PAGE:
Android users have had a rough 2022 thanks to the constant malicious practices on the OS itself. However, 2023 doesn’t look so good, as the first couple of months introduced various new malware families, big malicious campaigns, and data breaches. Speaking of malware families, the new banking trojan, Nexus, is targeting Android financial applications.
The malware is relatively new, but it’s definitely capable. Available on hacking forums, anyone can get their hands on it for a specific fee. Can you imagine the damage?
Well, in this particular campaign, Nexus targets more than 450 financial applications for various intents, including fraud. But how does it infiltrate the device? Can it harvest information? How much is it? Find out in the following article.
Nexus Trojan – The Account Takeover Specialist
When it comes to AndroidOS, a lot of risks might emerge out of nowhere. The problem here is that no source can be fully trusted, even Google Play Store.
In the past, Android users suffered multiple campaigns, be it from third-party sources or through applications within the Store’s library.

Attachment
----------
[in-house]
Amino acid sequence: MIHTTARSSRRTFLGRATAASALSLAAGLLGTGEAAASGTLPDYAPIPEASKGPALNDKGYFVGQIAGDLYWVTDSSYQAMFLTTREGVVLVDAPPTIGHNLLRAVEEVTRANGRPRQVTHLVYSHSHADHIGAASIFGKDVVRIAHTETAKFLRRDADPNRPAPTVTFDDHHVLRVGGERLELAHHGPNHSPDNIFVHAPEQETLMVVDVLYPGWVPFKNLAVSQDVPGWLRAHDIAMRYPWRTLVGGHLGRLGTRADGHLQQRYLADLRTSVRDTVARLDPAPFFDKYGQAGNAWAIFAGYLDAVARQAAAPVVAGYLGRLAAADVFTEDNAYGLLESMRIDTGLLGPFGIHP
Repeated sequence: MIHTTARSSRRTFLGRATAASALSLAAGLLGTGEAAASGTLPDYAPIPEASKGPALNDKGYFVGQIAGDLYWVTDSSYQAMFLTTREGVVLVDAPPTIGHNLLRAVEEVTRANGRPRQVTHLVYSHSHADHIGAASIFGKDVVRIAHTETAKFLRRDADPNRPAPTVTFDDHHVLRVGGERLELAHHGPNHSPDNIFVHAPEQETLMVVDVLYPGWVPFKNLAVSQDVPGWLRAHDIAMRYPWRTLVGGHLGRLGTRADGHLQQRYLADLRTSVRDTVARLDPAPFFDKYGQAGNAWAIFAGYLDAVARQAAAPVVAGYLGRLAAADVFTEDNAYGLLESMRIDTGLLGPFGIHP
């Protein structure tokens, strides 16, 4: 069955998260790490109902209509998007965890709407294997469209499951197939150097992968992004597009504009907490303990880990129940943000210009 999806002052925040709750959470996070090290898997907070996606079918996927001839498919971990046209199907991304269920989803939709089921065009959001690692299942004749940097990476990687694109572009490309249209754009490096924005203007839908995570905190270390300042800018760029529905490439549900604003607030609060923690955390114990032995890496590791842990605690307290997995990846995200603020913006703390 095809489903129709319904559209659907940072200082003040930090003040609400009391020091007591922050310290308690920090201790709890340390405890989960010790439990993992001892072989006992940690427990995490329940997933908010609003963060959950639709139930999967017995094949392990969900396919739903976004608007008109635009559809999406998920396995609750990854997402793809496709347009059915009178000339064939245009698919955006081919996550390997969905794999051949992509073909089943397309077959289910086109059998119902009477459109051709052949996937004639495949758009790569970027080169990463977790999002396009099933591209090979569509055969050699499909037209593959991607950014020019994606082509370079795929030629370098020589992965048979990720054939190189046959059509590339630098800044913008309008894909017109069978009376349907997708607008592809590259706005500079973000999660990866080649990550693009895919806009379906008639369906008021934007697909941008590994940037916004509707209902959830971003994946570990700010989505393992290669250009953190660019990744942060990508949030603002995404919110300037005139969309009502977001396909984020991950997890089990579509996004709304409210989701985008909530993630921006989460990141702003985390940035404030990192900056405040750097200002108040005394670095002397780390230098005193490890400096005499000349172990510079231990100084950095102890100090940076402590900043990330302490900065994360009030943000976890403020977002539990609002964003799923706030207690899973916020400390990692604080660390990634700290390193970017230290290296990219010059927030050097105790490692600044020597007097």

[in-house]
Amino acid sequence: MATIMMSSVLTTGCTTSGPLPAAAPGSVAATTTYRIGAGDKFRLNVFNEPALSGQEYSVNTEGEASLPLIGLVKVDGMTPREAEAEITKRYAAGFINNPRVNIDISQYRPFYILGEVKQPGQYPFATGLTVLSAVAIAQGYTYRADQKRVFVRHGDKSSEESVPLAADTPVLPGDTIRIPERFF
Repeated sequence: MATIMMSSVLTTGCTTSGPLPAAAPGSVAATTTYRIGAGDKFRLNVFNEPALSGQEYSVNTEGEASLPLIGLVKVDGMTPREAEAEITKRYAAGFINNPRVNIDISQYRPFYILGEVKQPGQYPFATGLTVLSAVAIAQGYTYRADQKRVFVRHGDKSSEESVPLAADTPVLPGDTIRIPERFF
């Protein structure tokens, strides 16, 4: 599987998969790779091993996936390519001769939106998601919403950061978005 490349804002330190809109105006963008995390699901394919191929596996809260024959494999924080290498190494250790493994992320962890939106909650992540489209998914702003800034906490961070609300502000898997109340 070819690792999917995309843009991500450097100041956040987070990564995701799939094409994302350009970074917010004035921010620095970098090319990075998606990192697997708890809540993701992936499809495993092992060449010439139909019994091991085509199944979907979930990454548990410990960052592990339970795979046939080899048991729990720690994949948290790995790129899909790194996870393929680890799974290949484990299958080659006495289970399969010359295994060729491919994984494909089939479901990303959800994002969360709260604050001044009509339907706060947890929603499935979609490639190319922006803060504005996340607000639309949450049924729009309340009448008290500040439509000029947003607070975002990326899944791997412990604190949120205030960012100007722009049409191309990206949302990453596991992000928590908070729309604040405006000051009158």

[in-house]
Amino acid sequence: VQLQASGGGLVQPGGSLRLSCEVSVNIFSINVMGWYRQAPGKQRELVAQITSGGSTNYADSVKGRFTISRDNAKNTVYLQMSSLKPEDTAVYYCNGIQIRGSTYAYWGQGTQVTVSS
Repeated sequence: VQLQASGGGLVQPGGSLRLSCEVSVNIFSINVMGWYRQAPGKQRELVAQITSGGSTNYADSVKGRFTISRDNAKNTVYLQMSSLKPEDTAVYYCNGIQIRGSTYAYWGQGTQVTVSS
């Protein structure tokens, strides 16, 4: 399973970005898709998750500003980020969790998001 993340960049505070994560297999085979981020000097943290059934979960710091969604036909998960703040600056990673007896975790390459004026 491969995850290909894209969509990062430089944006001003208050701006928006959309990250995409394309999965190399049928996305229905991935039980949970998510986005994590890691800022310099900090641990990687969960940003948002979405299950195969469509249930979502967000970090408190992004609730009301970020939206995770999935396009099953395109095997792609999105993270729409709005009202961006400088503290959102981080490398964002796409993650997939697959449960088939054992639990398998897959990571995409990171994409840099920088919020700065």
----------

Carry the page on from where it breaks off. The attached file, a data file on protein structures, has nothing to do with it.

Now, the Nexus Trojan is making its debut by targeting over 450 banking applications with one goal in mind – ATO attacks (Account Takeover).
According to the Italian cybersecurity firm Cleafy:
Nexus provides all the main features to perform ATO attacks (Account Takeover) against banking portals and cryptocurrency services, such as credentials stealing and SMS interception.”
As we mentioned, the trojan is available on hacking forums in exchange for a monthly subscription. In other words, if anyone can shell out $3000 a month, they can utilize Nexus for their own malicious practices.
The trojan is still in its early stages and is just being utilized recently by cyber criminals. Nexus appeared on various hacking forums at the start of 2023.
However, according to a study by Cyble, the malware isn’t actually new. In fact, it’s been around since June 2022, as it’s been used in real-world attacks six months before its official announcement on darknet portals.
The authors behind Nexus confirmed on their Telegram channel that the majority of the Nexus infections had been reported in Turkey. Are they, though?
The report also states that Nexus uses parts of a banking trojan dubbed SOVA. In the future, Nexus might develop its capabilities to incorporate a ransomware module.
A New Day, A New Trojan – Enter Nexus
Malware families and banking trojans are being created every day. It’s very rare for threat actors to limit the use of their malware, especially when it’s sold publically on hacking forums.
However, the individuals behind Nexus did. Apparently, the group doesn’t allow the use of their trojan in certain countries such as Russia, Tajikistan, Azerbaijan, Armenia, Belarus, Kazakhstan, Kyrgyzstan, Moldova, Uzbekistan, Ukraine, and Indonesia.
This malware-as-a-service is dangerous, and it comes with various capabilities, such as performing overlay attacks and keylogging to steal users’ credentials. Be careful and stay safe.